What is variation-aware design? Semiconductor manufacturing is a statistical process and there are two ways to handle this in the design world. One is to abstract away from the statistical detail into a pass/fail environment with concepts like minimum spacing rules and worst-case transistor timing. Meet the rules and the chip will yield. This is largely what we do in the digital world although with the complexity of modern design rules and the number of process corners that we now need to consider a lot of the complexity of the process is bleeding through anyway. But there is an underlying assumption in this approach that within-die variation is minimal. In fact the very idea of a process corner depends on this: all the n-transistors are at this corner and the p-transistors are at that corner.
But for analog this approach is no longer good enough, instead the design needs to be analyzed in the context of process variation for which the foundry needs to provide variation models. This requires statistical techniques in the tools to take the statistical data from the process and estimate its effect on yield, timing and power. It remains unclear to what extent these approaches will become necessary in the digital world as we move down the process nodes.
Solido had an agency survey several thousand IC designers of which nearly 500 completed the survey, so this is quite a large survey. They are a mixture of management and custom designers (so not digital designers).
The number #1 problem where they felt that advances were needed in tools were variation-aware design (66%) followed by parasitic extraction (48%). Coming up at the rear I don’t think anyone will be surprised that there isn’t a burning desire for major improvements in schematic capture (7%).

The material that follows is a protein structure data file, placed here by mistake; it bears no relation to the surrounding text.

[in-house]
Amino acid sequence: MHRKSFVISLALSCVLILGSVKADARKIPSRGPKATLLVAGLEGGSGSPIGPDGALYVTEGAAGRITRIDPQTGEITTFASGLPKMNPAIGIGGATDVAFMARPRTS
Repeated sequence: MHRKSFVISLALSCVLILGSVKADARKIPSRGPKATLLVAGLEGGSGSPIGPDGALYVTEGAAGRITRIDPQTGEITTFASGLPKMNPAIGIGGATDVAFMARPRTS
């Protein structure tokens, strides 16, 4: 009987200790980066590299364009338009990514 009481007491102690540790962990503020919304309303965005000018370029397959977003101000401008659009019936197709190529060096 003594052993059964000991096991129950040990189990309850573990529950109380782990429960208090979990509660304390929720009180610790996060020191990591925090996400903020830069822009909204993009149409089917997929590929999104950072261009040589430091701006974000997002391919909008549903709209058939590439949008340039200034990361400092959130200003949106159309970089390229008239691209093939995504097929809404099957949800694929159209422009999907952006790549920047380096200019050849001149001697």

Of course the main reason people want variation-aware technology is to improve yield (74%) and avoid respins (64%) which is really just an extreme case of yield improvement! They also wanted to avoid project delays since over half of the groups had missed deadlines or had respins due to variation issues, typically causing a 2 month slip.
When asked which process node people though variation-aware design was important, surprisingly about 10% said that it was already important at 0.18µm, but that number is up to 60% by 65nm and 100% by 22nm.
So this is definitely something the analog guys need to worry about now, and digital need to be aware of. Indeed, Solido is part of the TSMC AMS reference flow (and other companies such as Springsoft and Synopsys have some variation-aware capabilities).